I got an email today announcing a Celiac Disease clinical trial. I have very mixed feelings about this kind of study. I do appreciate that researchers are trying to work to make the life of a Celiac more "normal" but the idea of eating controlled amounts of gluten during this trial makes me very nervous. After being on a gluten-free diet since 1981, I don't think I could knowingly sit down and eat food that I know will send me to the bathroom and then the bed in less than an hour. Also, don't trials usually consist of a control group and another group that is taking a placebo? What if you are in the placebo group? Here, take this pill that might not do anything but eat gluten anyway. No thanks. In addition, I wonder if this pill will mask the side effects of gluten like Lactaid does for someone that is lactose-intolerant. That might be nice but isn't the gluten still damaging you on the inside?
In the grand scheme of auto-immune diseases I think we are quite lucky that we can control our disease by a diet. We aren't dependent on medication like my friends with thyroid diseases, diabetes, and rheumatoid arthritis are on a daily basis. We are not getting nurse-administered IV drips every six weeks like my friend with Lupus. We are going to a grocery store, shopping for food, and then being cautious of what we ingest. Simple. (Yes, I do realize that to many people that are newly diagnosed with Celiac Disease that it is not that simple. But look at the alternatives I listed above)
My sister and I often talk about if we would eat gluten if a pill became available. Right now I can honestly say that I would not take this which is why I am not a good candidate for the clinical trial. You might be though, so here is the trial information.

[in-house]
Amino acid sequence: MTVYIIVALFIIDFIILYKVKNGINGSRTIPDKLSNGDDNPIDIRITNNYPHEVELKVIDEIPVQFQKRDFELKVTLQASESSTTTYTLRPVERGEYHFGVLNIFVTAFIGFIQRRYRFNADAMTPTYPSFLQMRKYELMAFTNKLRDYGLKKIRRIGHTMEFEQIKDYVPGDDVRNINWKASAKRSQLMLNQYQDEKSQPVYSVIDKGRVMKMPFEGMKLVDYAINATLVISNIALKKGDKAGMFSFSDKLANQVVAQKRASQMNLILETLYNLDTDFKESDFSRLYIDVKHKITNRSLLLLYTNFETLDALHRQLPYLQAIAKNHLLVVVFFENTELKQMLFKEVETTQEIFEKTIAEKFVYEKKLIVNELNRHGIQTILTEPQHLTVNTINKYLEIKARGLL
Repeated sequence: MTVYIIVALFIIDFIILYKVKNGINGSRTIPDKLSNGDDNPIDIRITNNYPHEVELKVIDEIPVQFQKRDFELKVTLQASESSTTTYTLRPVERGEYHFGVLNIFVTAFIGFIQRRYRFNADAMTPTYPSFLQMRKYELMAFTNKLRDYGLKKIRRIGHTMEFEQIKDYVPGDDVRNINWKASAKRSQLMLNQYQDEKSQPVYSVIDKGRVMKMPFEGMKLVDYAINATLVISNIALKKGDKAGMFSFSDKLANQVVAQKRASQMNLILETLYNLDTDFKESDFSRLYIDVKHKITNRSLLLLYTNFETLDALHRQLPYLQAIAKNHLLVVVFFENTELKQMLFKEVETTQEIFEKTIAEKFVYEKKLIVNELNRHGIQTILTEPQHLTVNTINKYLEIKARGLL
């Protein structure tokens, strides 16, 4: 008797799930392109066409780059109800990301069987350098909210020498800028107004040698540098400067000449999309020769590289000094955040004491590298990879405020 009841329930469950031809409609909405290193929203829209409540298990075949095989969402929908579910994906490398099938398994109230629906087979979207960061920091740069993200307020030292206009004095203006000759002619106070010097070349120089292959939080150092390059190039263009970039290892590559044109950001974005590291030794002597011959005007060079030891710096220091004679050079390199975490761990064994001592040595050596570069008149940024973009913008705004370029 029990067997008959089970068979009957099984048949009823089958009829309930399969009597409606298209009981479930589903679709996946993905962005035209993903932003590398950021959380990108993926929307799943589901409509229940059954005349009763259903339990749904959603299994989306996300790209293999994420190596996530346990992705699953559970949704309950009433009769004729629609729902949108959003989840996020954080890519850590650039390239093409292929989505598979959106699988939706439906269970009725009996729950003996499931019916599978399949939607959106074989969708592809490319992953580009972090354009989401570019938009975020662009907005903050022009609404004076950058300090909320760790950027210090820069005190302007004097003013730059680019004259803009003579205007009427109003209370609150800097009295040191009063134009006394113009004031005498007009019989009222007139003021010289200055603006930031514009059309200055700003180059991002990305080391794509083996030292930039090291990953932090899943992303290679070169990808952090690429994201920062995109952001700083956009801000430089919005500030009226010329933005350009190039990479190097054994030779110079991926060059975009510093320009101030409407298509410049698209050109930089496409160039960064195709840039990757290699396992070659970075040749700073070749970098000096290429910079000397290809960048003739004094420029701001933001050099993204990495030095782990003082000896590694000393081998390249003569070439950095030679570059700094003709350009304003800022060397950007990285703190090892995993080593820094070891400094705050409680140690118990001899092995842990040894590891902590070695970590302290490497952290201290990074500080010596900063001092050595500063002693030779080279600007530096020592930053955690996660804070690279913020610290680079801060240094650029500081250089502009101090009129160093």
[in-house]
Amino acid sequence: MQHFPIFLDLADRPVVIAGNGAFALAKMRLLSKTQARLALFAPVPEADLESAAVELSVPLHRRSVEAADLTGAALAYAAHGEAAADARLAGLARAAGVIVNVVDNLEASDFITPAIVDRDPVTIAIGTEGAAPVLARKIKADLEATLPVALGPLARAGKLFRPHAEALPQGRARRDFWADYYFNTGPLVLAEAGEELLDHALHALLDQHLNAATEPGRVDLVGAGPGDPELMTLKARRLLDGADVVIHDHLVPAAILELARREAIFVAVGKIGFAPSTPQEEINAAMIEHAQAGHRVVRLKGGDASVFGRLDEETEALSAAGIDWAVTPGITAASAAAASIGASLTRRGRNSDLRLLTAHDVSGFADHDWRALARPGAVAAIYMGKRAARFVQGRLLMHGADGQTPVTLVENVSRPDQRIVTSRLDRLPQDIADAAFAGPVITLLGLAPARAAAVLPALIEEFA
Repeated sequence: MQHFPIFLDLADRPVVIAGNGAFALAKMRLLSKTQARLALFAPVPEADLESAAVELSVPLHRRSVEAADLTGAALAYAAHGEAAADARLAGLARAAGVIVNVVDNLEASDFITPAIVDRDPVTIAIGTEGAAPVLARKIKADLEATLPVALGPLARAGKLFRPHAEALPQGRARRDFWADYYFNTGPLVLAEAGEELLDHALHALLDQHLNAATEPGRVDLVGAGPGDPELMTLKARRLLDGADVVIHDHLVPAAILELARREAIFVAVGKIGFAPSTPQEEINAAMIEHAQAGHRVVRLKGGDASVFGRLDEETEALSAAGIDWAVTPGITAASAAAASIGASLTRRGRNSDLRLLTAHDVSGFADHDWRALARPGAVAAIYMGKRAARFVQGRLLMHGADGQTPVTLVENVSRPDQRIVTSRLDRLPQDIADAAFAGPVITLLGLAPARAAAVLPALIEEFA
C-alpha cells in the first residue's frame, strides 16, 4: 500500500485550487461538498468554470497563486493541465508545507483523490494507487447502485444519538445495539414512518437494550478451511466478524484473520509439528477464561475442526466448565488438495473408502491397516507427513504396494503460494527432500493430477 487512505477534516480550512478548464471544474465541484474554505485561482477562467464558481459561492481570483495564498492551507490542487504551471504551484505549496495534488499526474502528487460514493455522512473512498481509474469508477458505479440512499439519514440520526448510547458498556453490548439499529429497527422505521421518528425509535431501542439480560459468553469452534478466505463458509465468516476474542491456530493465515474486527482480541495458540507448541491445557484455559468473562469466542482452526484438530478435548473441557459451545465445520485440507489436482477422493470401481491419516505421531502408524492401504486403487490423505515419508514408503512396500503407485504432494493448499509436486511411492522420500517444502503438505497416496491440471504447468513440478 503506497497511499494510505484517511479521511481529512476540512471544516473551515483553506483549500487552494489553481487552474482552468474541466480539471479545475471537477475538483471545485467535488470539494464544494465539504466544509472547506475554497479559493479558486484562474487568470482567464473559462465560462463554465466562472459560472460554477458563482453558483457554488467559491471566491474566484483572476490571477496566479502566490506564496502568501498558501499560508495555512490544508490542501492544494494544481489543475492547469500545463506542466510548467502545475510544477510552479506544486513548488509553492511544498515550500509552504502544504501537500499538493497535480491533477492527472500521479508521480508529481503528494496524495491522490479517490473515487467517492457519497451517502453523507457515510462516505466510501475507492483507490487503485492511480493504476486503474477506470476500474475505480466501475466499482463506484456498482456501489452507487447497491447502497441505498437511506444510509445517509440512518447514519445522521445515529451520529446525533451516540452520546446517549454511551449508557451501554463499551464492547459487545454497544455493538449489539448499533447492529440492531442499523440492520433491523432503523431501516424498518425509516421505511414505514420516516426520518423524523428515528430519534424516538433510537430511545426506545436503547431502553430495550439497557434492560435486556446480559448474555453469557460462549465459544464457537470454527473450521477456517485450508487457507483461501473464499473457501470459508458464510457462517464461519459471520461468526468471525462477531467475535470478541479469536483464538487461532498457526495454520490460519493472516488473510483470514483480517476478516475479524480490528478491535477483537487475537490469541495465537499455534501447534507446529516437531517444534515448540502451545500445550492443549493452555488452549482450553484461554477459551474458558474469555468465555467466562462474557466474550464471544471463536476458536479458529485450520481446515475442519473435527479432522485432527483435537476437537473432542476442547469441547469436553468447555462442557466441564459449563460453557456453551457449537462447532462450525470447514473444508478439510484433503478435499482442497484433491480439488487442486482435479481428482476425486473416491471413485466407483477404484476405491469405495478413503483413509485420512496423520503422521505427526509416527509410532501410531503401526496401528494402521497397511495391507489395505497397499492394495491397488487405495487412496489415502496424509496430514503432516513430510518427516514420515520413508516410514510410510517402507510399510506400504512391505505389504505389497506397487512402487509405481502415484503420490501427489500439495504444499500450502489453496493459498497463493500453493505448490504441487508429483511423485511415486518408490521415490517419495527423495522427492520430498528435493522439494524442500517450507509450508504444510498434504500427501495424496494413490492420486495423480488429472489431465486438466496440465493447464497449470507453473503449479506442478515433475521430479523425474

Alba Therapeutics Corporation Announces the Next Clinical Trial of its Lead Compound, Larazotide Acetate and Promotions
BALTIMORE, MD. March 17, 2009/PRNewswire - Alba Therapeutics Corporation announced today it will initiate further clinical studies for patients diagnosed with celiac disease with their lead compound, larazotide acetate. “Our most recent Phase IIb study, the largest trial with an investigational medication conducted in patients with celiac disease, was a randomized, double-blind, placebo controlled, dose ranging, multicenter study to determine the safety, tolerance and efficacy of larazotide acetate in 184 adults with controlled celiac disease during a gluten challenge. The data are promising and will be publicly presented at upcoming scientific meetings this spring,” said Bruce Peacock, CEO of Alba Therapeutics. “Recently, Alba restructured to concentrate its efforts on advancing the clinical program for larazotide acetate and we are now moving forward with initiating our next clinical trial in patients with celiac disease.”
If you are age 18-72, have proven Celiac Disease, and have had relief from your systems on a gluten-free diet you may qualify. There are trials in 11 states and two Canada locations. Please visit www.NAceliactrials.com to see if you are qualified to participate in this survey. If you have any questions please call Bob Farley at 1-800-342-9102.